Emergent Needs & CuriositiesIn the description of awareness and attention we look at the process of awareness and the structures and processes of attention. What is figural for an individual is conceived in Gestalt therapy theory as related to organismic need—the satisfaction of basic survival needs as well as the need for wholeness. Need is related to "impulse" toward health and wholeness and the aggressive energy necessary for the impulse to surface.
Here Maslow's hierarchy of needs may add to our formulations. At the survival level, the "active organizing force of meaningful wholes relates to physical, emotional, mental or social survival" (Perls 1973, p 3). Need reduction is reactive in the context of the organism/environment field in which survival is the key. However, when we consider other levels of need as in Maslow's community needs and self-actualizing needs, (Perls notes these as a need to "grow" [1973, p 7],) some mechanism other than need reduction seems to be operative. Here Michael Vincent Miller (1987) suggests the addition of curiosity. He suggests that curiosity "is itself a primary force linking the evolving infant [person] to its environment and playing a central part in deepening and enriching this relationship" (p 25).
Survival needs and discovery needs are intimately related. The need for safety and security is paramount in the presence of threat to any of the survival needs—food, clothing, shelter, touch, etc., in the physical sphere or care and validation in the mental/emotional/social sphere. However, when safety and security are assured, the need for novelty, experimentation, and discovery emerges. Here curiosity is the "elemental shaping force" (Miller's words) and we may note that imagination functions as one of the elements since efforts to actualize oneself are creative efforts. The individual is moving into the unknown using "aggressive" energy.
To conclude, then, imaginative curiosity takes over when the individual feels safe and secure, when there is no need to fear for survival in any context—physical, mental, emotional, or social. In an infant's behavior this connection is easily demonstrated: Watch a baby who does not feel safe or, alternatively, who can be observed exploring a crib or a toy or a face. Even a baby's curiosity reaches out to understand the world around it and to "know it for what it is" (Miller's words). Adults have learned to be less transparent about their needs but the same kinds of connections can be observed.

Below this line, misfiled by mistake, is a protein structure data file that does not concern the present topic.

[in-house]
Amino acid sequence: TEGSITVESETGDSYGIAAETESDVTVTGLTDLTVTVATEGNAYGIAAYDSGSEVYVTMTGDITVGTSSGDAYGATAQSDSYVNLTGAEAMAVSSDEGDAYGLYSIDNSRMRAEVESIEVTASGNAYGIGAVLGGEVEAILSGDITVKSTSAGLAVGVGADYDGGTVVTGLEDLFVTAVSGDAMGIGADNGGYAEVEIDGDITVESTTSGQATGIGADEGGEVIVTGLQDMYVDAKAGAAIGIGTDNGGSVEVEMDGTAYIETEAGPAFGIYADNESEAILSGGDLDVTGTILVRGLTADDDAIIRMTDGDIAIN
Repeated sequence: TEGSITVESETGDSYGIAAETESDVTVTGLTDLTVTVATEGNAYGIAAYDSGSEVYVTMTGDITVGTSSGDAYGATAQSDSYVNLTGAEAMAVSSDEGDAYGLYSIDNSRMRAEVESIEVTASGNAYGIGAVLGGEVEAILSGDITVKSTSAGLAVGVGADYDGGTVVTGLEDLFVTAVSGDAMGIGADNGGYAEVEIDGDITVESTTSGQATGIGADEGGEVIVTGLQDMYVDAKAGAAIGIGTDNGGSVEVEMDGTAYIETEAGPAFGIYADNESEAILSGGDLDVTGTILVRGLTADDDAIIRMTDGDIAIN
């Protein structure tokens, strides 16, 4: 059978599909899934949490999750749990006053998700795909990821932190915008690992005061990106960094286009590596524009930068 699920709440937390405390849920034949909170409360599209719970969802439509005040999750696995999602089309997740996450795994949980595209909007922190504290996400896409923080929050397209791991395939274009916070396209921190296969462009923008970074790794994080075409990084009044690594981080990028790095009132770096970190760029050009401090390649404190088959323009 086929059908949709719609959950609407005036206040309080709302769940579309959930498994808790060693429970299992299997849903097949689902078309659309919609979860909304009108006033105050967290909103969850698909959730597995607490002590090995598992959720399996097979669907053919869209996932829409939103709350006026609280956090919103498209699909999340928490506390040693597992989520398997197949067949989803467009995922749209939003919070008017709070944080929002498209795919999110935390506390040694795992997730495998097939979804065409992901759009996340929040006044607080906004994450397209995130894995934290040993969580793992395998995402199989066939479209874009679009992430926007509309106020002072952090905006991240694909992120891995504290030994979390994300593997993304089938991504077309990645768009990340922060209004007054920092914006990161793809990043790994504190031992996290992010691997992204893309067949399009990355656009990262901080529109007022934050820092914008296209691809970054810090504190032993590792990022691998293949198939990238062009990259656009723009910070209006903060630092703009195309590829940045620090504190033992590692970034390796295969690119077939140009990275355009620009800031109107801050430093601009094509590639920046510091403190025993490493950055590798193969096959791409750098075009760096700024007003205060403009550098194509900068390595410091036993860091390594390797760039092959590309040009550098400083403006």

Miller again: "Treated as a fundamental theoretical concept, curiosity fits readily into the phenomenological basis of Gestalt therapy, for it is an 'intentional' concept; that is, it combines awareness with aggression in the sense that Gestalt therapy uses these terms, reflecting the subjective experience of a self directing its meanings and purposes toward the world" (p 22). Perls seems to have had this process in mind when he spoke of "interest" as the organizing element in the emergence of needs (Perls 1973, p 2). Curiosity or interest, then, is proactive, that is, open to or directing itself to new experience; need reduction is reactive, that is, it rests on awarenesses of survival needs. Both are necessary when describing the organism/environment interactive processes. In either case, needs arise, come to the foreground and recede progressively as they receive attention and are satisfied. As has been noted in the Korb et al 1989 book, this continuous perceptual process has been expanded by phenomenological psychologists as a model of general human functioning (Combs, Richards, and Richards, 1975). Once satisfied (the gestalt completed), a need recedes from prominence and another emerges into awareness.
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